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To be valid and enforceable, a trust must be funded with assets of value and it must have a purpose. In addition, it must have a trustee. The person who legally holds the assets. When you establish your trust you are required to nominate your trustee. While not required, I strongly recommend identifying a successor trustee. The person who steps in if the trustee is unable or unwilling to fulfill his duty. One of the most common questions I’m asked regarding revocable trusts is, “How do I choose a trustee?” The purpose of this post is to give you a general idea how to go about choosing the person who will not only be your trustee, but the executor of your will.

The trustee stands in your shoes to the extent you desire. You can give them as many or as few powers as you choose; you get to decide. And, at any time, you may revoke those powers if the trust is revocable, and you are not incapacitated. Among the many powers you can grant to your trustee is the right to handle your financial affairs e.g., collect income, pay bills and taxes, write checks, make investment decisions, buy and sell property, provide for your loved ones, keep accurate records, and generally keep things organized and in good order.

Because your trustee handles many important aspects of your life, choosing the best person is essential. Because trust and estate law is state specific, each jurisdiction has its own laws. That said, the following are some general rules as to who can be a trustee. 

Let’s start with who can be a trustee.

  1. You can be the trustee of your revocable living trust. If you are married, your spouse can be co-trustee. If you created an irrevocable trust, in most cases you cannot be the trustee. Honestly evaluate whether you are the best choice to be your own trustee. Someone else may do a better job than you, especially regarding your investments.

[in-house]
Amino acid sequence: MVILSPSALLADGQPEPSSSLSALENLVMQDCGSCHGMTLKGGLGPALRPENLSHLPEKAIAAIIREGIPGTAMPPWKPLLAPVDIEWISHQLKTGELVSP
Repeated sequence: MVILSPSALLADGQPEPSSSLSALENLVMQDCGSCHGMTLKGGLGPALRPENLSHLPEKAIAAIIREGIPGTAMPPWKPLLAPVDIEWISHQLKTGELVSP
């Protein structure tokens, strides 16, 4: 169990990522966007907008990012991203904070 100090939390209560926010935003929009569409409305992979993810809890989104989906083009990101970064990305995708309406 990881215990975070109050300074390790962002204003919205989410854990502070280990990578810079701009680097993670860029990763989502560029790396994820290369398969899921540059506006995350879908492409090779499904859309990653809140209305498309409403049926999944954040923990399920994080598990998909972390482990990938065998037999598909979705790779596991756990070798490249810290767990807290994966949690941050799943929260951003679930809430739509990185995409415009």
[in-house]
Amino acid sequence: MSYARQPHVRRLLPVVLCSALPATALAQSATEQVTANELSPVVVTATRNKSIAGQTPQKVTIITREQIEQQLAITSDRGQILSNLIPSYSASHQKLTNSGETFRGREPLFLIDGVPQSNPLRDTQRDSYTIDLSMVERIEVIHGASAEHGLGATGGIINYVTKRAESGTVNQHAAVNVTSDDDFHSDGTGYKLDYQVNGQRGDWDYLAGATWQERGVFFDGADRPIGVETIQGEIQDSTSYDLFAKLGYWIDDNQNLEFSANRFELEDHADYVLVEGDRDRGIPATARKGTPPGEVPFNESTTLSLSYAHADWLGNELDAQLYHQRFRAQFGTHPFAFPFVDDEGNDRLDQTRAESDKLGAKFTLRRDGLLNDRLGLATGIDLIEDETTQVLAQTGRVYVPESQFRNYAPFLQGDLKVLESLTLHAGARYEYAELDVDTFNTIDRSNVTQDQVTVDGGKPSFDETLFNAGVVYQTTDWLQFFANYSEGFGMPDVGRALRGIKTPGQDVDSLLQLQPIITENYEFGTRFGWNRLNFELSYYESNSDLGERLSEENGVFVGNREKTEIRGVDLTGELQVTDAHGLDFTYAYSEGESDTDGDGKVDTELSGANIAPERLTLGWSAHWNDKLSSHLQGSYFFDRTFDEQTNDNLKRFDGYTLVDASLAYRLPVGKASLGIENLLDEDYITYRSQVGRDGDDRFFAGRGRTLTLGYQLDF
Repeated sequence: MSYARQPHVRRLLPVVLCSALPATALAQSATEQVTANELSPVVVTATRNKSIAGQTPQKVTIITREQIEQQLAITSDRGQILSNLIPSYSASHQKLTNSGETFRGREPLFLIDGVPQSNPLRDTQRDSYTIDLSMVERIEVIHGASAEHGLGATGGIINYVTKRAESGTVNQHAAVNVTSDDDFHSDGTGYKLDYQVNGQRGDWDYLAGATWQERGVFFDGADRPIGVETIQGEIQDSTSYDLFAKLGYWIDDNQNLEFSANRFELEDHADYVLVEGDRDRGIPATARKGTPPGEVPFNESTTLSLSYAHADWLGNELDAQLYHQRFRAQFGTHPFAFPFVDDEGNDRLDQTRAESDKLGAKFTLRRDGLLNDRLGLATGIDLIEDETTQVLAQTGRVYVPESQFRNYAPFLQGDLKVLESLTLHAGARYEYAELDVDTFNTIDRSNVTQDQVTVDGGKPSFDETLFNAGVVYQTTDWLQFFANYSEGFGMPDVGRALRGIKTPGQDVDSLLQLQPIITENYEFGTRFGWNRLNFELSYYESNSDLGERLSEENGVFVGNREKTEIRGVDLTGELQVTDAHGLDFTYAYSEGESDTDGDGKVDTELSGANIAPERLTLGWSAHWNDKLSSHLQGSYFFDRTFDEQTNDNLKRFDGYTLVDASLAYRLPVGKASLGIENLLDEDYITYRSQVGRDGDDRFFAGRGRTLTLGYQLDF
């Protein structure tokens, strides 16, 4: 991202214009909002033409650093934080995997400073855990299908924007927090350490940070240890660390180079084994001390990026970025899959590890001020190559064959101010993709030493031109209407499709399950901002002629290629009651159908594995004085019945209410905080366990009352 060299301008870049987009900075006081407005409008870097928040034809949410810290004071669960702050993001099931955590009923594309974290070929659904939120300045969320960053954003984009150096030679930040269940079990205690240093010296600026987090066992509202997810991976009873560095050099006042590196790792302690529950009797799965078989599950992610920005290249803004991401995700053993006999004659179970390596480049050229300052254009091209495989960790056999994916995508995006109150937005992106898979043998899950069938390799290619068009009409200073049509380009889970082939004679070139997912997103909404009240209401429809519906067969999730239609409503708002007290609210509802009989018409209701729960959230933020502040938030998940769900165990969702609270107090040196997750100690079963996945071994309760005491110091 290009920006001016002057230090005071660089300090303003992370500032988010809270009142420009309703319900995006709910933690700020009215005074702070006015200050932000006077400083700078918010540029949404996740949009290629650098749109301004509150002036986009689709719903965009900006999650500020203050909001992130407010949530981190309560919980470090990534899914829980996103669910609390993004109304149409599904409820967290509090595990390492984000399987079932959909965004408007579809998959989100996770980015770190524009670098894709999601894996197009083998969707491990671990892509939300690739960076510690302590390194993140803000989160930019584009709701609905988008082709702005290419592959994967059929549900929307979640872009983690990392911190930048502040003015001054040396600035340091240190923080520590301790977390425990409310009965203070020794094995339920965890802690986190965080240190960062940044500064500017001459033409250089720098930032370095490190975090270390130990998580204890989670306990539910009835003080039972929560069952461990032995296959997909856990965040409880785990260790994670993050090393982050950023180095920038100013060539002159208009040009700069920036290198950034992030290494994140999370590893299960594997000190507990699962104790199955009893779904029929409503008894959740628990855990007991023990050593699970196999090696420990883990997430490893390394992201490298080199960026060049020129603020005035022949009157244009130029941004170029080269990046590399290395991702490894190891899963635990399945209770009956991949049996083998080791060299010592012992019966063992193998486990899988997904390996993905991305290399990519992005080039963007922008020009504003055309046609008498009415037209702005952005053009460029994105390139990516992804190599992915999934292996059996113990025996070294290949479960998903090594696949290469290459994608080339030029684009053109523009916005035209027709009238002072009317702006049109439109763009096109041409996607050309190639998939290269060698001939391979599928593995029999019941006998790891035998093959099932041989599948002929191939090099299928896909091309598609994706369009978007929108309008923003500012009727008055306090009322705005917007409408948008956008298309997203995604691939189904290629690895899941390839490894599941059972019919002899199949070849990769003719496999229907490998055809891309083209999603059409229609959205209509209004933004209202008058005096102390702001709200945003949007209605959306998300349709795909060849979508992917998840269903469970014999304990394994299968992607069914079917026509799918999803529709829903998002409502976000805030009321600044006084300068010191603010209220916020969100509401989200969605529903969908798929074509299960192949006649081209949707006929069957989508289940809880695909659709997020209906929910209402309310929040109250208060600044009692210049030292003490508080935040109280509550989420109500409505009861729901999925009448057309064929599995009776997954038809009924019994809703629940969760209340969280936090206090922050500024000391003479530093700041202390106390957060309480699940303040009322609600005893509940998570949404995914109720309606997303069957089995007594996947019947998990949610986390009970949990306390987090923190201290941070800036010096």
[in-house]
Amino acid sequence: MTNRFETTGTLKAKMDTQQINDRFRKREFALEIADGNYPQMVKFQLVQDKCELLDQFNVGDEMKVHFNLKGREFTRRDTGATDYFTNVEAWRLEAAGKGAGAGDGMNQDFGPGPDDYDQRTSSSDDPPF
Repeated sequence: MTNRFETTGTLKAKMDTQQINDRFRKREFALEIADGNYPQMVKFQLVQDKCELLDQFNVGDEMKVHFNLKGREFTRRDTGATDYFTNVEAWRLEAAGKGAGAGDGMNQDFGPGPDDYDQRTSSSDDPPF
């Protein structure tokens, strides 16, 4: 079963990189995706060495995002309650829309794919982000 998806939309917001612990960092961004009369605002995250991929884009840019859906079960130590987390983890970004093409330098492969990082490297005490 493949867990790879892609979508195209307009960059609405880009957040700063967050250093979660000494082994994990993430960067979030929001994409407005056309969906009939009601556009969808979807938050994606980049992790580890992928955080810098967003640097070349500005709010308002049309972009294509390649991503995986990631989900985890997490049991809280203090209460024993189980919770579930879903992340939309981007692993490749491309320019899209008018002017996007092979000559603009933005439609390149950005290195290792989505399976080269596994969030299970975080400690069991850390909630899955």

2. Name someone to serve as co-trustee now. This eliminates the time a successor would need to become knowledgeable about your trust, your accounts and property, and your beneficiaries’ needs and personalities. It would also allow you to evaluate whether the co-trustee is the right choice to manage the trust in your absence.
  1. You can choose an adult child. In California, a beneficiary under the age of 18 is not legally qualified to serve as trustee.
  2. A responsible and trusted friend or family member. Evaluate your trustee candidates carefully and realistically.
  3. A professional, such as a lawyer, CPA, or a professional fiduciary.
  4. A corporate trustee. If you consider a professional fiduciary or a corporate trustee, talk to several and compare their services, investment returns, and fees.

Sometimes the Decision Can Be Difficult.

Oftentimes, when a client has multiple children, to avoid making one child feel left out, the grantor will make them co-trustees. As a rule, I discourage that. In my opinion, it’s a recipe for disaster. Years ago, I had a client who had two kids: one was a smart and responsible business lawyer, the second was an alcoholic and an addict. The client didn’t want the child dealing with the substance abuse problem to feel unloved. So against advice of counsel, she insisted that her two children be co-trustees.  As you can imagine, when the client became incapacitated, there was a problem. 

When You Might Consider a Professional or Corporate Trustee.

There are times when the use of a professional fiduciary or corporate trustee is the smart choice. Imagine you are elderly, widowed, or declining in health, and additionally, you have no children, trusted relatives, or friends living close by. Or suppose, someone you might consider has neither the time nor the inclination to take on the heavy liability-laden responsibility of being a trustee.  And suppose you neither have the time, the desire, nor the experience to manage your own investments. In this instance, a professional fiduciary or a corporate trustee may be exactly what you need. They have the experience, time, and resources to manage your trust and help you meet your investment goals. They generally charge a reasonable fee to manage your trust. Reasonable can be a relative term. However, it’s reasonable when you consider their experience, the services they provide, and the return on your investment.

Francine D. Ward
Attorney-At-Law, Author, Speaker

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